Studies have shown that in one center the patients who had conservative management were observed for a range of 2 to 12 days and most of those who had resolution of their symptoms did that within 1 week while those who eventually required surgery had their periods of conservative management ranging from 1 to 14 days.  In order to reduce this period of uncertainty, several authors have suggested the use of Gastrografin to predict which patients will resolve on conservative management; the consideration being that after instillation of the contrast via nasogastric tube, those patients in whom the contrast appeared in the large bowel after 24 hours are adjudged to have partial obstruction and expected to resolve, but if contrast failed to reach the large bowel within this same period, complete obstruction was the case and laparotomy indicated. ,, The drawback for the applicability of this in a third-world country is the fact that serial X-rays have to be taken (about 4 within the 24 hours) and if a patient is lucky that there are films in the radiology department, electricity supply is stable ensuring that lifts are working and the queue in the X-ray department is not too long, then it may be worthwhile to do this test.
There are some operations that have been shown to have a predisposition for the development of ASBO, and several authors agree that the top four in order of magnitude of presentation include colorectal surgery, gynecological operations, herniorrhaphy, and appendicectomy. , These are the types of operations we would include as being low-level ASBO, and if we look at the patients who have required operative intervention in this study it would seem that our order of magnitude of presentation starts with gynecological operations, then appendicectomy, and lastly with colorectal operations. The mean age of the female patients in this study, at 42 years, supports the period in their lives when gynecological ailments require operations such as myomectomy and hysterectomy while the male patients had appendicectomy which is mainly a condition of young adulthood. Indeed, female gender and previous obstetrics or gynecological operations have been cited as indicators for surgery in ASBO, and women particularly are said to be at risk of strangulating while on admission for ASBO because of delayed laparotomies. ,, Many of these female patients had normal abdominal radiographs in the presence of bowel strangulation,  thus strengthening the need for recommending surgery as first-line management in such patients. A study done in Turkey showed that 62.5% (10 of 16) postappendicectomy ASBO required surgery to relive the obstruction and 50% of those from gastroduodenal operations and colorectal operations, respectively, required surgery.  This study shows a 67% resection rate in the operations performed for the ASBO [Table 1] and the reasons include the presence of already gangrenous bowel, doubtful integrity, and viability of the segment of gut after adhesiolysis (because of multiple serosal tears) and lastly, persistent constriction of a segment after the obstructing fibrous band has been removed. The study also buttresses the unpredictability of the occurrence of ASBO from the original operation, , with our series recording a range between 6 days and 20 years. In a bid to analyze the risk of any of the patients in this study having a particular predisposition to surgical relief of ASBO, we looked at the previous operation, previous indication for surgery (diagnosis), the site of the particular organ involved, and the previous abdominal incision used for the surgery [Table 2]. Observation of this table showed more patients with Lanz and Pfannenstiel scars requiring surgery for relief of ASBO. We then wished to determine whether (a) the anatomical site of the involved organ has any influence, (b) the type of incision used in the previous operation will be a factor, and (c) the preoperative diagnosis influences surgery. Statistical analyses of these data [Table 3] showed significant P values for patients who have had gynecological operations (which is why female sex is also significant) and previous Lanz incision scars for appendicectomy. None of the upper gastrointestinal operations in this study required surgical intervention for ASBO relief. The risk of recurrence of obstruction has also been shown to be significantly lower in patients who have surgical relief of ASBO than those conservatively managed and the latter group was readmitted more rapidly than those treated surgically.  A study from East Africa regarding the challenges faced in managing ASBO patients concluded by stating that inadequate intravenous fluid management and delayed surgical intervention were the major problems faced in their center.  We submit that for some cases, it may seem like overtreating the condition; however, we feel that such operations are not wasted. The advantages, we believe, outweigh the disadvantages; the hospital stay is shorter, the patients' personal expenses are not stretched, and the readmission rate is reduced. One may draw an analogy using emergency appendicectomy for suspected acute appendicitis where a reasonable negative appendicectomy rate is better than the consequences of a ruptured appendix.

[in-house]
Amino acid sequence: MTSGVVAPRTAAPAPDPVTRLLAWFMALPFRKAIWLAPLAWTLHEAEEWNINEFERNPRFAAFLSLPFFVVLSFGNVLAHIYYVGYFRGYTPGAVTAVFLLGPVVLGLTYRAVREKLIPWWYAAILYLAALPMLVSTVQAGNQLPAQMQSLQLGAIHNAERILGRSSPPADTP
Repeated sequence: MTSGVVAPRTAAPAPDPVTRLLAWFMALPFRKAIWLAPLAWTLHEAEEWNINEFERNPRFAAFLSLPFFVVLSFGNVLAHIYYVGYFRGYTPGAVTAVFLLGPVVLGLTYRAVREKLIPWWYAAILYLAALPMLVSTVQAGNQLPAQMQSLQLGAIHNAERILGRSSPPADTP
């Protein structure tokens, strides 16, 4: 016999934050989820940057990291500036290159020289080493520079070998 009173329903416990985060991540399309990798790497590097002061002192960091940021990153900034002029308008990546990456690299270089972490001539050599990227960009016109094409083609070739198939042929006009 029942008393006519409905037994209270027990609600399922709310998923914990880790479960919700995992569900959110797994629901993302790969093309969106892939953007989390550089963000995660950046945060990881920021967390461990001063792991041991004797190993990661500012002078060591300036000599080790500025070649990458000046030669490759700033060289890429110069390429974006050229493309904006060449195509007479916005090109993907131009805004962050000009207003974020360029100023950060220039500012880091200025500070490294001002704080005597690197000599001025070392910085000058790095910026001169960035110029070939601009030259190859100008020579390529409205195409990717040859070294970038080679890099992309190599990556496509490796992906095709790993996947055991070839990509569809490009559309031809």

| Conclusion|| |
In conclusion, we propose primary surgical treatment for low ASBO especially when it involves an appendicectomy from a Lanz incision and after gynecological operations, with conservative management reserved as the initial treatment of non-low-level ASBO until other features prove otherwise.
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[Table 1], [Table 2], [Table 3]